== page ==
I gave a somewhat off-the-cuff answer based on some thought processes that had been kicking around in the back of my head for a while. I'm curious to hear what people think.
From a purely cost-benefit point of view, it always struck me as wastefully redundant to have college professors and lecturers, many of whom are sub-par teachers but whom may be excellent researchers, teaching the same basic math, literature, biology, physics, chemistry, etc. courses. There are more than 4000 colleges in the US alone. At 10 hours of work per week of lecturing, prep, grading, etc., that’s more than 1 million hours per year in redundant work by highly trained specialists. Per course.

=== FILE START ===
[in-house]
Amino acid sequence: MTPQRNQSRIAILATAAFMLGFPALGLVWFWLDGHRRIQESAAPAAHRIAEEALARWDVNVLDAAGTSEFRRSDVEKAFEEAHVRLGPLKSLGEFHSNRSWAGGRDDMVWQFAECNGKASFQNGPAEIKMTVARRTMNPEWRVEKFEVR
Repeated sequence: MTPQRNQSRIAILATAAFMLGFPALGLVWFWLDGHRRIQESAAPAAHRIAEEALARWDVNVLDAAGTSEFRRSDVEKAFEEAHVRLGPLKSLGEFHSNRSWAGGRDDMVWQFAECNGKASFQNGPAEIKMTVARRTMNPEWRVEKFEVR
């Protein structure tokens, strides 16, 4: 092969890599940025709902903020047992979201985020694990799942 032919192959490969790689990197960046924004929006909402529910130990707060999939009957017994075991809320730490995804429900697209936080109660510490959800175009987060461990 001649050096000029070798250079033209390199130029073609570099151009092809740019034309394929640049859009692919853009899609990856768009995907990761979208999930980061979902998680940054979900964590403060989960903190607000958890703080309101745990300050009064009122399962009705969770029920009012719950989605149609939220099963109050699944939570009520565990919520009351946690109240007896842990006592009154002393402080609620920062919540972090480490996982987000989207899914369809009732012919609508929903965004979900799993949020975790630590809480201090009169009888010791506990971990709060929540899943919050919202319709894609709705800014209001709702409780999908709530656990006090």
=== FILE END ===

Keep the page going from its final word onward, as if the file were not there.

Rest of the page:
Why are we having a bunch of people who are trained to do research (and often not trained to teach), teach the same redundant information that takes time away from their research? Why not just broadcast lectures by the best of the best via some education syndication to consolidate the actual lecturing and have other professors and lecturers on-hand to supplement the information?
That said, homogeneity of education strikes me as a less-than-ideal solution...